The High Court has determined that a money lender, which acted as an intermediary for an insurance underwriter, was in breach of its duty to a customer by not disclosing its relationship with the underwriter or that it was receiving commission for the sale.
Details of the case:
- The plaintiff borrowed money from GE Capital (“GE”) on three occasions between September 2007 and May 2008. GE acted as an intermediary for a separate but related entity, GE Money. GE earned commission from GE Money on the sale of insurance policies.
- Two choices of payment protection insurance were offered to the customer as part of his credit agreements and he availed of one option.
- A friend of the plaintiff’s subsequently informed him that the type of cover he chose may not have been appropriate for him. GE, upon request, cancelled the customer’s policy. The customer was however, out of pocket for his insurance premium.
- The customer claimed damages and argued that GE should have ensured that the policy sold to him was suitable. He also argued that GE should have disclosed the nature of their relationship with the underwriters and the fact that they were receiving commission on sale of its products.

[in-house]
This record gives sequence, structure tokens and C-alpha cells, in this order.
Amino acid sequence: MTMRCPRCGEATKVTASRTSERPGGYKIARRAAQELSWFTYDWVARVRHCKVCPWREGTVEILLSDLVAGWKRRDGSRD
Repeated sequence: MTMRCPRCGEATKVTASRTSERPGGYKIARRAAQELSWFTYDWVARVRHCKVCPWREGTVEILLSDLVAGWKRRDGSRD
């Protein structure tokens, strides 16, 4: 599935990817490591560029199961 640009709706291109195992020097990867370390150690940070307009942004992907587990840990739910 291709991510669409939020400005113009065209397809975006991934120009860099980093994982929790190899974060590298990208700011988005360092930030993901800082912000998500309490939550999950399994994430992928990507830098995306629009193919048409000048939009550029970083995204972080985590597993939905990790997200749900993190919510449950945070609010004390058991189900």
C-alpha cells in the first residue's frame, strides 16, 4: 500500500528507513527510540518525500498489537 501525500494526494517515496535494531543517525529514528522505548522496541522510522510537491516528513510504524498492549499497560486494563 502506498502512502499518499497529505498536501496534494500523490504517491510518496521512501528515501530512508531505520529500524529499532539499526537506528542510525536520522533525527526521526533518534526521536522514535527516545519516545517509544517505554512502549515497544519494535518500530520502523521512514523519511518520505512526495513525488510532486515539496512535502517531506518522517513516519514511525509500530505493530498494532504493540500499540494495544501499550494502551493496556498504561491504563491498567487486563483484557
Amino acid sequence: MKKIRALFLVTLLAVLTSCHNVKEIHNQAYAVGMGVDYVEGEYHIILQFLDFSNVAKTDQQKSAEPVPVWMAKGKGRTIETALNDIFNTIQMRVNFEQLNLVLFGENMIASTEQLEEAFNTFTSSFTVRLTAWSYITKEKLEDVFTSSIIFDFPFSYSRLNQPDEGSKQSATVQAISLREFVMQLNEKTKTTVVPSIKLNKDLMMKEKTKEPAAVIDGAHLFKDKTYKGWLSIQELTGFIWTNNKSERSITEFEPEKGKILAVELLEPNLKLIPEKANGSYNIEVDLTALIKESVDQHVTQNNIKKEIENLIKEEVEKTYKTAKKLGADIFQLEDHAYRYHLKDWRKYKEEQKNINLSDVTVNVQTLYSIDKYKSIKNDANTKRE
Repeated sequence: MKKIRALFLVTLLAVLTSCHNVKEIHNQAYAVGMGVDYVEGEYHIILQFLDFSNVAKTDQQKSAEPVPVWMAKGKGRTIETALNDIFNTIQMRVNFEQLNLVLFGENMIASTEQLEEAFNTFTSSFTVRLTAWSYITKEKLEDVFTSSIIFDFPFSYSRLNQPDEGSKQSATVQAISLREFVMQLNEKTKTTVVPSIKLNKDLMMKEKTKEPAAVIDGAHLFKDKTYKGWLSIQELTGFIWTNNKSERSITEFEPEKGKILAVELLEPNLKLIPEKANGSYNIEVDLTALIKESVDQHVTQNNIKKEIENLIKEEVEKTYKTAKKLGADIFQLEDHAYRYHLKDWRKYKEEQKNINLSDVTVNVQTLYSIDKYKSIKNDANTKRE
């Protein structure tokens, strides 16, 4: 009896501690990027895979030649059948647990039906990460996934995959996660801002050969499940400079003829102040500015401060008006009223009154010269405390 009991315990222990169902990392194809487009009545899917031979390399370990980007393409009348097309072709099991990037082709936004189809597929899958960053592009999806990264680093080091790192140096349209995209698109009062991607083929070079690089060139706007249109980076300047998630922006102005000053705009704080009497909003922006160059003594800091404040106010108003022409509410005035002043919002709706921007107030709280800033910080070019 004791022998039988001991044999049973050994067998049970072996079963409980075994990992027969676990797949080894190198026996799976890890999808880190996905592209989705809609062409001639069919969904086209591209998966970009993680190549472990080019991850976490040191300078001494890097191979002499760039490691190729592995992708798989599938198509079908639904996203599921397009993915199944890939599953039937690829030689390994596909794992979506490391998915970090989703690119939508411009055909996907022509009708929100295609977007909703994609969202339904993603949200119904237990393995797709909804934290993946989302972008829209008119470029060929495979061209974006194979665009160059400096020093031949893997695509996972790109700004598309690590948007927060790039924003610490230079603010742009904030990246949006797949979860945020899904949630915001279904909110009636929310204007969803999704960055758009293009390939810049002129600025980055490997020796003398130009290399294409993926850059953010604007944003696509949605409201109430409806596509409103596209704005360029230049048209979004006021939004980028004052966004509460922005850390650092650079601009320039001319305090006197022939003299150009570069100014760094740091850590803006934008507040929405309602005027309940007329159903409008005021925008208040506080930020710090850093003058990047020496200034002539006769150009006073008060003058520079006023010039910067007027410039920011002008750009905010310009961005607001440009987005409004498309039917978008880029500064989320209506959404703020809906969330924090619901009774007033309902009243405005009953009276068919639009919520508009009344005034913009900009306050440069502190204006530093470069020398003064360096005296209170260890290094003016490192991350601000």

- The Court rejected the customer’s argument about suitability because there was no evidence that the product was unsuitable.
- However, the Court agreed with the customer on the remainder of his arguments. It held that a consumer must be told the nature of the relationship between insurance intermediary and underwriter.
- The Court also held that the customer should have been made aware that GE was taking commission from GE money. It said that if a customer was aware of the commission, he “…might well feel that the product was not good value and might be less likely to buy it”.
What can be learned from this case?
A money lender acting as an intermediary should be aware that a customer can take proceedings for damages for non-disclosure of certain facts. Before a customer buys an insurance product, they should be made aware of the relationship between the money lender and the insurance underwriter. They should also be made aware that the relationship is based on commission and what that level of commission is.
Larry Untoy v GE Captial Woodchester Finance Limited and GE Capital Woodchester Limited Trading As GE Money
The High Court, 25 August 2015